This leaves only the February 28, 2007 interim rule. Valverde asserts that although his failure to register occurred after the publication of the interim rule, the issuance of that rule failed to comply with notice and comment procedure, notwithstanding the Attorney General's request for postpromulgation comments. See Paulsen v. Daniels, 413 F.3d 999, 1005 (9th Cir.2005) (“It is antithetical to the structure and purpose of the APA for an agency to implement a rule first, and then seek comment later.”). Valverde also contends that the Attorney General lacked the necessary “good cause” to bypass the notice and comment requirements under the APA. 5 U.S.C. § 553(b)(B), (d)(3).
The circuits are divided as to the validity of the Attorney General's February 28, 2007 interim rule. The Fourth, Seventh and Eleventh Circuits have ruled that the interim regulation was valid, and the Sixth Circuit has ruled that it was not. Compare United States v. Dean, 604 F.3d 1275 (11th Cir.2010); United States v. Gould, 568 F.3d 459 (4th Cir.2009); and United States v. Dixon, 551 F.3d 578 (7th Cir.2008) with United States v. Utesch, 596 F.3d 302 (6th Cir.2010).2 Whether the Attorney General, in promulgating the February 28, 2007 interim rule, had good cause to waive the APA's procedural requirements, is a question of first impression in this Circuit.
Our “inquiry into whether the [Agency] properly invoked ‘good cause’ proceeds case-by-case, sensitive to the totality of the factors at play.” Alcaraz v. Block, 746 F.2d 593, 612 (9th Cir .1984). The Agency must overcome a high bar if it seeks to invoke the good cause exception to bypass the notice and comment requirement. See Jifry v. FAA, 370 F.3d 1174, 1179 (D.C.Cir.2004) (holding that the good cause exception should be “narrowly construed and only reluctantly countenanced”). This court has recognized that a failure to comply with the APA's notice and comment procedures may be excused only in those narrow circumstances in which “delay would do real harm.” Buschmann v. Schweiker, 676 F.2d 352, 357 (9th Cir.1982) (quotation and citation omitted). As we have explained, “[t]he good cause exception is essentially an emergency procedure.” Id. “Emergencies, though not the only situations constituting good cause,” we have noted, “are the most common.” Natural Res. Def. Council, Inc. v. Evans, 316 F.3d 904, 911 (9th Cir.2003) (citations and quotation marks omitted).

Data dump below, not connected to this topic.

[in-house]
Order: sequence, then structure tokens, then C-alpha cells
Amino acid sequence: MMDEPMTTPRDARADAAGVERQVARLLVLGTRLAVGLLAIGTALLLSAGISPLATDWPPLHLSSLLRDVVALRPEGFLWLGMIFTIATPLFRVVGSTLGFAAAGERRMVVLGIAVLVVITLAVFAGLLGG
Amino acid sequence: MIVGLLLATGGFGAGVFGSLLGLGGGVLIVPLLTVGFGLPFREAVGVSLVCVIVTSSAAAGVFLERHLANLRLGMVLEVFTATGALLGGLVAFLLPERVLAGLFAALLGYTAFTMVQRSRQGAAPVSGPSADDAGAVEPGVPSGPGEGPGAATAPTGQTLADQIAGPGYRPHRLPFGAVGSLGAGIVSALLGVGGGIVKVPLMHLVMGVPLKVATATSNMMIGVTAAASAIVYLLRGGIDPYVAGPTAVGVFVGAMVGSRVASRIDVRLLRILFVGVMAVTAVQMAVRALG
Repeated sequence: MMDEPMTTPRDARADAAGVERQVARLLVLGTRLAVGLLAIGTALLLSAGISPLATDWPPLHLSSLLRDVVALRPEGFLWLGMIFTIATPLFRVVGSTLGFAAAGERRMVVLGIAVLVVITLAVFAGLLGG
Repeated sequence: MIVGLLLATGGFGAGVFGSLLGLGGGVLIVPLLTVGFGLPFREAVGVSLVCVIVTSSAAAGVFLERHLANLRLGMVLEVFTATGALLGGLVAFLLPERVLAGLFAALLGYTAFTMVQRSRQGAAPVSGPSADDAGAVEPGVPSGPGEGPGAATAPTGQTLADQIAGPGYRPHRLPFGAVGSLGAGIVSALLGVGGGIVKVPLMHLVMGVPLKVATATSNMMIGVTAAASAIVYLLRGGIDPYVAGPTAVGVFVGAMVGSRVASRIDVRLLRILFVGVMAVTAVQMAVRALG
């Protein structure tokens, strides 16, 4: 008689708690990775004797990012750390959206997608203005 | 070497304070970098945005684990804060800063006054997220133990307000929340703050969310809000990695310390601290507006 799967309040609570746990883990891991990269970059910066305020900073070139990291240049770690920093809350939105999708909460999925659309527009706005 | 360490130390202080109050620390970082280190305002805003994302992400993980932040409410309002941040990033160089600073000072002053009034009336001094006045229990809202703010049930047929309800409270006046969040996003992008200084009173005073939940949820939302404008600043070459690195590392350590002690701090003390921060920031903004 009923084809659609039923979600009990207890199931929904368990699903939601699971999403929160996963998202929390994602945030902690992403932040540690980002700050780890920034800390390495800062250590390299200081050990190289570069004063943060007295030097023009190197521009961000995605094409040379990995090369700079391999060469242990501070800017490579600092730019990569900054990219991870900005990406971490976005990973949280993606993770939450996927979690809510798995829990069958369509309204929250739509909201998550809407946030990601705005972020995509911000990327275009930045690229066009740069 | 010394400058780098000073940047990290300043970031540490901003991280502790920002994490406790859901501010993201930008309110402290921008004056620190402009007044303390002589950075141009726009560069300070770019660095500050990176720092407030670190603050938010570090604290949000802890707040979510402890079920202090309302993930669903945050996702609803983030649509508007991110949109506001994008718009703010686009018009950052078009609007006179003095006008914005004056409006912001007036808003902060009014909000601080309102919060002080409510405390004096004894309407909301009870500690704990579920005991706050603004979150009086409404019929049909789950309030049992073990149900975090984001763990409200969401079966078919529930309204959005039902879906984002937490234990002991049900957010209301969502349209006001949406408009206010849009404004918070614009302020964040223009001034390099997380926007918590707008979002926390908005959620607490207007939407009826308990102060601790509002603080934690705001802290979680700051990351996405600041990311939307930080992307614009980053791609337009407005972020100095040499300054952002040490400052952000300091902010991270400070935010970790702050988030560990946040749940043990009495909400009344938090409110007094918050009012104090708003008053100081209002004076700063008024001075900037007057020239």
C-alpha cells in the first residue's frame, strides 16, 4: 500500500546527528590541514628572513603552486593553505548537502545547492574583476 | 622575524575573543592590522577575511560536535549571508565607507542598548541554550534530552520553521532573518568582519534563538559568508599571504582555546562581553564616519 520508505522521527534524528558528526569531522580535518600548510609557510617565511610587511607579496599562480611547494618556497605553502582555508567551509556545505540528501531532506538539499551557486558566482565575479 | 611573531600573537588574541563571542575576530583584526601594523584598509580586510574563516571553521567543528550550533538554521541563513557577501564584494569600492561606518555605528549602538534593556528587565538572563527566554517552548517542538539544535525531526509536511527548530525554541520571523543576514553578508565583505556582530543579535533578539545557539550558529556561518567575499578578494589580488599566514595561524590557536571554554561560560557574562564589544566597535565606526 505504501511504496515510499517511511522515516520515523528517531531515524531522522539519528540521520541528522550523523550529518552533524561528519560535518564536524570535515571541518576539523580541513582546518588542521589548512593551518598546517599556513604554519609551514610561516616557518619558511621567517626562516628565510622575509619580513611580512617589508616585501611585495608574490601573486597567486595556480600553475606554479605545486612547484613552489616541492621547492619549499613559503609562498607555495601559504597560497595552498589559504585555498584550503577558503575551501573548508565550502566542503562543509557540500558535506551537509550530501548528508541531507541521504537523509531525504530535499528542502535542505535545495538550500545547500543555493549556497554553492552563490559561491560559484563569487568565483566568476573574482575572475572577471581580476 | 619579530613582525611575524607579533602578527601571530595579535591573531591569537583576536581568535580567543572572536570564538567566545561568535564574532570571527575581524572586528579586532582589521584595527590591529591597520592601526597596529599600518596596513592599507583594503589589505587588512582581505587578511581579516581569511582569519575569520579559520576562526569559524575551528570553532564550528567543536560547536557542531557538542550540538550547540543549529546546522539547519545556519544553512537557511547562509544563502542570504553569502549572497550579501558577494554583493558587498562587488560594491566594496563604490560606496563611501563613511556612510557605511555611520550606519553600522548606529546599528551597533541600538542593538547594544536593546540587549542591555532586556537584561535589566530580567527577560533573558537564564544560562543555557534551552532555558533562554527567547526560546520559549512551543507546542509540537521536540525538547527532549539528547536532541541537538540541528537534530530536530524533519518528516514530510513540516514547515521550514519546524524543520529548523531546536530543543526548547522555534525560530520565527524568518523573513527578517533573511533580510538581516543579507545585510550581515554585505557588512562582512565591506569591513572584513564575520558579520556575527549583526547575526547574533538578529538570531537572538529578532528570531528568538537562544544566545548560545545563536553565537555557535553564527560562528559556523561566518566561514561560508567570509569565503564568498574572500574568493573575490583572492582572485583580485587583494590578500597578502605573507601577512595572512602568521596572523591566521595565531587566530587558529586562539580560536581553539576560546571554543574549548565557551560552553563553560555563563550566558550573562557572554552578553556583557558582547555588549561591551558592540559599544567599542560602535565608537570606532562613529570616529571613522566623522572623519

We considered the good cause provision in Hawaii Helicopter Operators Ass'n v. FAA, 51 F.3d 212 (1995), in which we held that the FAA had good cause to bypass notice and comment when it issued a regulation establishing special operating rules and procedures for airplane and helicopter tour operators in Hawaii. See id. at 214. In the three years prior to the issuance of the air safety regulation, Hawaii had experienced 20 air tour accidents resulting in 24 fatalities, including seven helicopter accidents involving four fatalities in the nine immediately preceding months. See id. We found it persuasive that the imminent threat to public safety posed by the increasing number of air tour accidents provided sufficient “basis for taking emergency action without waiting for public participation.” Id.
In the present case, the Attorney General's statement accompanying the interim rule provided no rational justification for why complying with the normal requirements of the APA would have resulted in a sufficient risk of harm to justify the issuance of the February 28, 2007 retroactivity determination on an emergency basis. The Attorney General asserts that in promulgating the interim rule applying SORNA retroactively, compliance with notice and comment was “contrary to the public interest” under 72 Fed.Reg. at 8896. He offered two reasons: delay would (1) undermine assurance about the scope of SORNA's applicability, and (2) threaten public safety. Id . First, the “immediate effectiveness of th[e] [interim] rule is necessary,” the Attorney General said, in order “to eliminate any possible uncertainty about the applicability of the Act's [registration] requirements [and penalty provisions] ․ to sex offenders whose predicate convictions predate the enactment of SORNA .” Id. Second, by “imped[ing] the effective registration of [ ] sex offenders [to whom coverage was extended under the interim rule][,]” delay in extending SORNA retroactively would “impair immediate efforts to protect the public from sex offenders who fail to register through prosecution and the imposition of criminal sanctions.” Id.